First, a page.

Shining a brighter light on public officials
September 6, 2011
An Orange County lawmaker is pushing a plan to force greater financial accountability by public officials and certain high level government employees, but opposition from those affected is stiffening.
Sen. Lou Correa, R-Orange County, ushered his bill, SB 46, through the Senate last week, and it now heads a lower house test. It would require a much broader level of public reporting of personal finances by officers and “designated” employees of counties, cities, county offices of education, special districts and joint powers agencies.
Those people would each be obligated to file an annual compensation and reimbursement disclosure form designed, in the author’s words, to “increase transparency and keep elected officials and public employees accountable to the people they serve, and prevent further abuse of taxpayer dollars.”
The plan also would require each public agency with an Internet website to post the information contained on the compensation disclosure form online.
Included in the required reporting would be the public official’s annual salary or stipend and benefits; any reimbursement payments made to the public official for actual and necessary expenses incurred on behalf of the local agency; any monetary or non-monetary perquisites of office paid to the public official; and any money received by a public official for membership or employment with any other public agency.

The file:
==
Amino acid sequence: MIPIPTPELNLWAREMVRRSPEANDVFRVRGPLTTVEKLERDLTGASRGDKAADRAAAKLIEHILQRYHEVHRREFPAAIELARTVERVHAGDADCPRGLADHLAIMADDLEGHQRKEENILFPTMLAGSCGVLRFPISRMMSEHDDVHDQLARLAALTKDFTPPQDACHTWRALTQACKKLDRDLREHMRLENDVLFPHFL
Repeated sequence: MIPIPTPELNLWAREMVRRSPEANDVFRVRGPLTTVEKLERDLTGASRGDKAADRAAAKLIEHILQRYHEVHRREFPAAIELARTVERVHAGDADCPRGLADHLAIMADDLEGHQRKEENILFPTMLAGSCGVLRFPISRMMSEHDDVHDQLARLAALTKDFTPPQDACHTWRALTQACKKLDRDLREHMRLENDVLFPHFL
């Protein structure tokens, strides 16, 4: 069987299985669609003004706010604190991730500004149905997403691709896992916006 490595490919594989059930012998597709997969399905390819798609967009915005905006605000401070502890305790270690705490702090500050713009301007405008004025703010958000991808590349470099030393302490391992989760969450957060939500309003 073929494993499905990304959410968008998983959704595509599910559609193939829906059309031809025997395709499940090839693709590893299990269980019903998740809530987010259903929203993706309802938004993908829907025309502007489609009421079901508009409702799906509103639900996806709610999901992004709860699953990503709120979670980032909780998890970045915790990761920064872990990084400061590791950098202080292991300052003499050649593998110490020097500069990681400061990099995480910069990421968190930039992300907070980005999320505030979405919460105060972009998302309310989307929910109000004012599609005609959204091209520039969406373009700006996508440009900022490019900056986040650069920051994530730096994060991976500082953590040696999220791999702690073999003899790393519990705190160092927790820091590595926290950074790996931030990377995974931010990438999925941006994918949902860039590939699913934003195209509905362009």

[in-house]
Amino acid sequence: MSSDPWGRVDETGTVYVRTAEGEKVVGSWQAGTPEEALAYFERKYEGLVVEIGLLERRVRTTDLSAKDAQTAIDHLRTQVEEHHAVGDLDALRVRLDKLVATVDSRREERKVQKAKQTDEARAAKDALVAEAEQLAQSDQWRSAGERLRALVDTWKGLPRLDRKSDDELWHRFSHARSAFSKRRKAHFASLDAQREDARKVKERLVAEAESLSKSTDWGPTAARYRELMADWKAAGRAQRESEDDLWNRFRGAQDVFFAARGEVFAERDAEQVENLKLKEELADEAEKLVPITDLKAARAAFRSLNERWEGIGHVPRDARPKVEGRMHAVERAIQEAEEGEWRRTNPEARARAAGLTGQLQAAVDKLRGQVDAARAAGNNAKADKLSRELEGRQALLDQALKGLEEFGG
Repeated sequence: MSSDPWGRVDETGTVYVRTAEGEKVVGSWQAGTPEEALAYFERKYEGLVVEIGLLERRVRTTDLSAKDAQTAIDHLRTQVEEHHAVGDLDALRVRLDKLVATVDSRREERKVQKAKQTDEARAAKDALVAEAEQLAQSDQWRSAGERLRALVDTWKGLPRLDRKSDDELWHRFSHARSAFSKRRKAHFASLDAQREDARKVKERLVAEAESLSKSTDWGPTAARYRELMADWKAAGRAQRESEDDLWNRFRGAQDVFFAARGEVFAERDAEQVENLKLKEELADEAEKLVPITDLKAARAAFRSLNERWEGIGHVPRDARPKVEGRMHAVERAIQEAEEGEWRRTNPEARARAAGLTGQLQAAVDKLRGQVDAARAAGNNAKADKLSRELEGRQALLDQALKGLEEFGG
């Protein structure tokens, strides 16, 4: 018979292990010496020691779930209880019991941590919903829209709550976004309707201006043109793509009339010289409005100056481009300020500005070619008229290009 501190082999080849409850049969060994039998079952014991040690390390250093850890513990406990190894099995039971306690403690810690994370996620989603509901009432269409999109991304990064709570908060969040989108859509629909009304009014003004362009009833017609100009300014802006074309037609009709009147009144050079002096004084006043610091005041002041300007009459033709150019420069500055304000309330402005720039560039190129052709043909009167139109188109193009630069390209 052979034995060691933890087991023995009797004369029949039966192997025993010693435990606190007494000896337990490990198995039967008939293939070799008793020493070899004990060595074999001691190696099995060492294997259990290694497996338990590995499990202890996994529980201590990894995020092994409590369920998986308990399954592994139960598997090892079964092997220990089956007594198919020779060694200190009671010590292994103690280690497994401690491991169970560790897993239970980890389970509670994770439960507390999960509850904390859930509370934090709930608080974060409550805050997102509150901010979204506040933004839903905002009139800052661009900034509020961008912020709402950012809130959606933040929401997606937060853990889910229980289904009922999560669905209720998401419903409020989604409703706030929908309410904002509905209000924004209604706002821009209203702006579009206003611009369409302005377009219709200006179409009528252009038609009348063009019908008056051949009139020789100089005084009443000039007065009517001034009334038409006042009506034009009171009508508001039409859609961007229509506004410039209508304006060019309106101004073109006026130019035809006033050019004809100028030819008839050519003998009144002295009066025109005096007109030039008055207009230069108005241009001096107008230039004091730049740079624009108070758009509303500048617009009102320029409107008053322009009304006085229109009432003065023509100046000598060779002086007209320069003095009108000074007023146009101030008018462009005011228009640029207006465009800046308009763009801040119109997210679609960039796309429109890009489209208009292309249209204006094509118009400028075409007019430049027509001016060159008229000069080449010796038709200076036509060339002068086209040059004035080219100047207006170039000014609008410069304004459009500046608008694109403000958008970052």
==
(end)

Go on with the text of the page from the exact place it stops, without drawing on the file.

Opponents to the bill include the California Association of Local Agency Formation Commissions, officials of which said the bill “creates an unfunded and duplicating mandate to local agencies.” The League of California Cities and numerous other public agencies and their associations are keeping “watch” on the bill.
The proposal is one of several dozen introduced this session in response to the City of Bell scandal, as politicians scramble for recognition as advocates of government transparency.